Protecting human rights in health and social care settings
The Health Information and Quality Authority (HIQA) has commenced a national public consultation on its Draft Guidance on a Human Rights-Based Approach to Care and Support in Health and Social Care Settings.
Human rights are protected under Irish and international law. While much of the work of staff in health and social care settings does observe human rights, there remains a lack of understanding about how human rights apply in their day-to-day work. In conjunction with Safeguarding Ireland, HIQA has developed guidance to support staff in delivering care and support that protects, promotes and supports the human rights of people using health and social care services. It will also assist staff in the implementation of national standards.
Rachel Flynn, HIQA’s Director of Health Information and Standards, said: ‘For many people working in health and social care services, a human rights-based approach already underpins many of their day-to-day decisions, for example in relation to staffing levels, physical restraint, personal care and end-of-life decisions. However, staff are often not aware that such decisions have human rights implications.’
A human rights-based approach to health and social care ensures that human rights are protected in practice and are embedded in the culture of a service. This ensures that people are treated with fairness, respect, dignity and equality, have a say over their lives and participate as fully as possible in decisions about their care and support.
Rachel Flynn continued: ‘It is important that staff in health and social care settings are aware of and understand what a human rights-based approach is. The guidance aims to support services to understand and implement this approach in their daily work through providing practical information and real-life examples under the principles of fairness, respect, equality, dignity and autonomy.’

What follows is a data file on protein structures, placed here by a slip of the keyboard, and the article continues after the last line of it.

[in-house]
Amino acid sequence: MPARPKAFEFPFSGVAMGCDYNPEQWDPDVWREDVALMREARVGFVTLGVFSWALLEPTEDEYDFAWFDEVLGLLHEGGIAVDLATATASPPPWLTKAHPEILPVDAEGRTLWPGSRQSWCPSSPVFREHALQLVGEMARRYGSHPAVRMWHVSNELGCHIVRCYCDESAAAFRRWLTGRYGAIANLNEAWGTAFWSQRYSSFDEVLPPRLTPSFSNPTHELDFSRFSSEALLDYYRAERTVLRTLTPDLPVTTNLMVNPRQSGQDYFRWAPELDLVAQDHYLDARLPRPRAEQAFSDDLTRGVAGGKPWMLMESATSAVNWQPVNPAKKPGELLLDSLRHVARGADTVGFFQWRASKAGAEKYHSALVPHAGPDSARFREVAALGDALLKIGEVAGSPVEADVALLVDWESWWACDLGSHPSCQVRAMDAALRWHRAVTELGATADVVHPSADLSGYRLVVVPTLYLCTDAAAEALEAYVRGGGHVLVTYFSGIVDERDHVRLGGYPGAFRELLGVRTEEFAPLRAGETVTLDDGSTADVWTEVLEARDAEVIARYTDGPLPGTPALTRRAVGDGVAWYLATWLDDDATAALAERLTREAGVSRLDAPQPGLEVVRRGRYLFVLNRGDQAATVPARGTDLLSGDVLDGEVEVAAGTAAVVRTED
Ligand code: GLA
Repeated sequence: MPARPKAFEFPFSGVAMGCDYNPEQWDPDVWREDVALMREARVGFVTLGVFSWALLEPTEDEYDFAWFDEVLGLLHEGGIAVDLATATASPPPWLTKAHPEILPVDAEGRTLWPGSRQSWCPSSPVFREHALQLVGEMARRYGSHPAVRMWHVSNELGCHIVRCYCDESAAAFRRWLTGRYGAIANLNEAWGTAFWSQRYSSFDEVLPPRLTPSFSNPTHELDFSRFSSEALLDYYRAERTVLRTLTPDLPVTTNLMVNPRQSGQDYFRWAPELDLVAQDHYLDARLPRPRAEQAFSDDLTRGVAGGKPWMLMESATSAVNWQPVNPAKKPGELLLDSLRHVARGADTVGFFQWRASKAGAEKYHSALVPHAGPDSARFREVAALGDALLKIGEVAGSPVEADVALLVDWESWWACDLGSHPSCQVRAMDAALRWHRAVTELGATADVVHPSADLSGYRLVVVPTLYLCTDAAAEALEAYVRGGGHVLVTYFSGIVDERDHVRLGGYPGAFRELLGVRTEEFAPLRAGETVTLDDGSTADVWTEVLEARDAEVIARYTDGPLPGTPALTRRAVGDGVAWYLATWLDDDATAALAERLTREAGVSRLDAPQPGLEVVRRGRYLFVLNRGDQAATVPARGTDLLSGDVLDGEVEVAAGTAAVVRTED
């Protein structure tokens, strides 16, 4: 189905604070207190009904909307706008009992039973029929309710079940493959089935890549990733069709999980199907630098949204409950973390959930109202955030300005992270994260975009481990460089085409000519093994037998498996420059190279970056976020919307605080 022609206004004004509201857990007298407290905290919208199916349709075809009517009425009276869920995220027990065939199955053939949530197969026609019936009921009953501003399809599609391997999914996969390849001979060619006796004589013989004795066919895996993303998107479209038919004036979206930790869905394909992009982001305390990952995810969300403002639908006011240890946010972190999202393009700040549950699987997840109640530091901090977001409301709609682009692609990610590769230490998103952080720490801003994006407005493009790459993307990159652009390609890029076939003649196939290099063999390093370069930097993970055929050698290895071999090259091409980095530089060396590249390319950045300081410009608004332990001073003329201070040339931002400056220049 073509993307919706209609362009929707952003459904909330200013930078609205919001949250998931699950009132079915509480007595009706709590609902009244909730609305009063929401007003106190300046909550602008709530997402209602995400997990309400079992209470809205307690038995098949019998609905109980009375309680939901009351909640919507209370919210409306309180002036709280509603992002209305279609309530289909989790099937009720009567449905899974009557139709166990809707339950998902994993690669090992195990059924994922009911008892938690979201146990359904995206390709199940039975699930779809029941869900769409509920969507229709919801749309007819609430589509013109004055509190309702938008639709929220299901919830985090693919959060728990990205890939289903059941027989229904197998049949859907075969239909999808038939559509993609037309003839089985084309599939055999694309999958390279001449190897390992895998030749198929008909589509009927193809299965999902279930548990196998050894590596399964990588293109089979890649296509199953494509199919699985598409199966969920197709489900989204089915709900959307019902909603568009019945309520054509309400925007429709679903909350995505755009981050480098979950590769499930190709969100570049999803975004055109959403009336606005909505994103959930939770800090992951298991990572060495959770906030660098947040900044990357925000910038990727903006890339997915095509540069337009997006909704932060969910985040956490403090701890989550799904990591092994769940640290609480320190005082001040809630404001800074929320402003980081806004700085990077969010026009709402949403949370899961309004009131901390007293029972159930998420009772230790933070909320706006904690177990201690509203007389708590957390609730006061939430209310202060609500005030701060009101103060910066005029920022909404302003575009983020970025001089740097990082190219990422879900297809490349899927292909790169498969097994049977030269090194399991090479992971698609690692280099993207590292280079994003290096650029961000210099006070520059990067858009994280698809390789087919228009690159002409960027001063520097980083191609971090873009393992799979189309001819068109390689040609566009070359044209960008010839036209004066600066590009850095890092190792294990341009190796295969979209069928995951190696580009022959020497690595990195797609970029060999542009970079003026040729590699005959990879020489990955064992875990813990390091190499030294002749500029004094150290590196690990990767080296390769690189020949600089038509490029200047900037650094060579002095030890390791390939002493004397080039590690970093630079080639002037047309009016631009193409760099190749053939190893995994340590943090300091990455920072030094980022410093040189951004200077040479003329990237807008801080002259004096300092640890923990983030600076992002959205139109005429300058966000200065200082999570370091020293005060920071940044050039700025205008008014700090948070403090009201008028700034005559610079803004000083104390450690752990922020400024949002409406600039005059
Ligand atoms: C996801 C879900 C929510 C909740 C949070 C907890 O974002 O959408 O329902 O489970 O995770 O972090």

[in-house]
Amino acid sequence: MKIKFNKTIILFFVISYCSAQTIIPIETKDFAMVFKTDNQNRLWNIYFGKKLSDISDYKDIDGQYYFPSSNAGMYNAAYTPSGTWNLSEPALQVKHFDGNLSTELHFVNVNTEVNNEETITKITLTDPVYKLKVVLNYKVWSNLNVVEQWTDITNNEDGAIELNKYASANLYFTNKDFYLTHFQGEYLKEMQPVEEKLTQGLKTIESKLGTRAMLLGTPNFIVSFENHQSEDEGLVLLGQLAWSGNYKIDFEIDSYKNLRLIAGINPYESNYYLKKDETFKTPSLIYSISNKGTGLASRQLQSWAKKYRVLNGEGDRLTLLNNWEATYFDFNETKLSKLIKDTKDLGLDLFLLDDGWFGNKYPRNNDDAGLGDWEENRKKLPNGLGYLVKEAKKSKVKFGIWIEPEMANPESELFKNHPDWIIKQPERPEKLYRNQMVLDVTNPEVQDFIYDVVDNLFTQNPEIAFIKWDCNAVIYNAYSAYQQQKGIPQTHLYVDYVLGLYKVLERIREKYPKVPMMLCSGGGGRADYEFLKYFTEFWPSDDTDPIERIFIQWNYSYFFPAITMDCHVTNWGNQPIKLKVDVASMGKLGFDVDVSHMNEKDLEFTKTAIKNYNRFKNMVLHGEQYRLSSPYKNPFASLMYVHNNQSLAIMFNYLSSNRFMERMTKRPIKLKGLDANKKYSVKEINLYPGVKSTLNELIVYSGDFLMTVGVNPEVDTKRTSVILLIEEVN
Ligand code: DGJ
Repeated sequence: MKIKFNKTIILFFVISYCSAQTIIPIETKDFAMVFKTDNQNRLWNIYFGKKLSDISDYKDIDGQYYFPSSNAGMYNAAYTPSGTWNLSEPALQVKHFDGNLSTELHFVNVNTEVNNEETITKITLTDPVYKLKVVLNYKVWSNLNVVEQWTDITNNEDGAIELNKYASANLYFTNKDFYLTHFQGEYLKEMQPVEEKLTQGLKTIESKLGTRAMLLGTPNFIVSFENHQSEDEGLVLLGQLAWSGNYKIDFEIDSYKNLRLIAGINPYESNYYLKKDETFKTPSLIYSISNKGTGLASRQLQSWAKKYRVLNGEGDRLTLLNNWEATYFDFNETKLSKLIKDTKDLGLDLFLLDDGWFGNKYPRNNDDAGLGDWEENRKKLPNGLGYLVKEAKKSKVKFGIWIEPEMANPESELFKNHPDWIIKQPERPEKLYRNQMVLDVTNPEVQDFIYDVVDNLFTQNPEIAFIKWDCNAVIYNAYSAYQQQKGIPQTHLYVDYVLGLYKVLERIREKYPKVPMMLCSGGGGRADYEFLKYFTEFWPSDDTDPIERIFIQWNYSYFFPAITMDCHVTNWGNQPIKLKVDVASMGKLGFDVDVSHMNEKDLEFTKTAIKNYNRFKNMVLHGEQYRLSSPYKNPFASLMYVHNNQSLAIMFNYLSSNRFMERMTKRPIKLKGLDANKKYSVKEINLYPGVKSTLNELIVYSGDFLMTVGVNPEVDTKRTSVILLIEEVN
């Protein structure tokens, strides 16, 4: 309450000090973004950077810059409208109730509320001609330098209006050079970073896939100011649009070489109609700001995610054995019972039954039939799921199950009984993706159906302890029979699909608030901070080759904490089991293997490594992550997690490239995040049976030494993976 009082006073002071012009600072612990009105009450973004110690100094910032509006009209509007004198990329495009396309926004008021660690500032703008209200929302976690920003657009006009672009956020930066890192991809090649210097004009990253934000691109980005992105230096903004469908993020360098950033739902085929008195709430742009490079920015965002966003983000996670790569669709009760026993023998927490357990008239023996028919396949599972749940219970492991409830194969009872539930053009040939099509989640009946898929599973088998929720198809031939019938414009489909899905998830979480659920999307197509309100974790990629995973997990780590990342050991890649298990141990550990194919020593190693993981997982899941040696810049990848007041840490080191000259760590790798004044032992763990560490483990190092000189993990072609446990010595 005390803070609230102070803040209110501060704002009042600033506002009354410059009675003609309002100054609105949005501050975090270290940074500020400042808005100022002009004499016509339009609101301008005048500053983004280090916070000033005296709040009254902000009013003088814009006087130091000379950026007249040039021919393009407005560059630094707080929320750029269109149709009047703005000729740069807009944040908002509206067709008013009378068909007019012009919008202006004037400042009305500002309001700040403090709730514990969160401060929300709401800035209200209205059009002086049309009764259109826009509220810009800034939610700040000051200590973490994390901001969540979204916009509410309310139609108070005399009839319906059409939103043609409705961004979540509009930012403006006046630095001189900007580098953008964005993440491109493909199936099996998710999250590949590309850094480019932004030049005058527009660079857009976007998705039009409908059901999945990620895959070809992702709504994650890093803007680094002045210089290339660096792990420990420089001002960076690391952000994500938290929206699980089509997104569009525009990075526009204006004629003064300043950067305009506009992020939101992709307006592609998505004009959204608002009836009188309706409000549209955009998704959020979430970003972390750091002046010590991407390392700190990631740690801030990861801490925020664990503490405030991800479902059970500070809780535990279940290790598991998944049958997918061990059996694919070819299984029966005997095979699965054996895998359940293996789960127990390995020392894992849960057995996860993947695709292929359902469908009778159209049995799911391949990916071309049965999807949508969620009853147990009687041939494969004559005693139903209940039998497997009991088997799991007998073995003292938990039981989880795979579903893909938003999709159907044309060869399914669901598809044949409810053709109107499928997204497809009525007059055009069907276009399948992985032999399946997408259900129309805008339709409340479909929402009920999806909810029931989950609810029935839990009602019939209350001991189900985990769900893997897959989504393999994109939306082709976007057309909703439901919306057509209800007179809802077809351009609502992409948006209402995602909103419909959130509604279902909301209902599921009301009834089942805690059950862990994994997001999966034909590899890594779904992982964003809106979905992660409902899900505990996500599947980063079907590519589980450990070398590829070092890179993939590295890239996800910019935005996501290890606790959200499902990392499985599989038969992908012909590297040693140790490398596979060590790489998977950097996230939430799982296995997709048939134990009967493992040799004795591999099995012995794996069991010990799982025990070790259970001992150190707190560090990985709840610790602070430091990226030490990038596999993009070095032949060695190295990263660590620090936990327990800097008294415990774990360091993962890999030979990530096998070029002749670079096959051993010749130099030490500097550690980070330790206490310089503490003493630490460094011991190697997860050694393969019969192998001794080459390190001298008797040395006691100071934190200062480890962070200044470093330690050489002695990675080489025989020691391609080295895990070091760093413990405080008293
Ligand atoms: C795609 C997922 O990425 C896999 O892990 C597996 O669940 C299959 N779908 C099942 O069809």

HIQA invites members of the public to provide feedback on the draft guidance. The deadline for submissions is 5pm on Wednesday, 17 July 2019.
For more information on the draft guidance and the consultation, including how to make a submission, please view the consultation from the link at the bottom of the page.
For further information please contact:
Marty Whelan, Head of Communications and Stakeholder Engagement
01 814 7480 / 086 244 7623 / email@example.com
Notes to the editor
- Human rights are the basic rights and freedoms that all people should be free to enjoy. Human rights are legally enforceable entitlements protected by Irish and international law. If an individual’s rights are to be restricted, this must be in accordance with the law.
- This guidance is being developed in conjunction with Safeguarding Ireland and is part-funded by the Irish Human Rights and Equality Commission under the Human Rights and Equality Grant Scheme 2017.
- This guidance is an accessible resource that provides practical examples and case studies to support staff across a wide range of services. It has been written primarily for staff working in health and social care settings, but will also be useful for people using services, their families, carers, friends and advocates.
- The guidance is based on a thorough review of national and international literature and extensive engagement with a diverse range of informed and interested parties including an Advisory Group, focus groups and key international stakeholders.
- There are several national standards developed by HIQA that promote a human rights-based approach for example National Standards for Safer, Better Healthcare and National Standards for Residential Care Settings for Older People in Ireland. This guidance provides additional support to people working in health and social care settings in understanding a human rights-based approach and implementing National Standards.
- A background document summarising national and international evidence on human rights and a human rights-based approach to care and support has also been published today on the HIQA website. This document was used to inform the development of the draft guidance.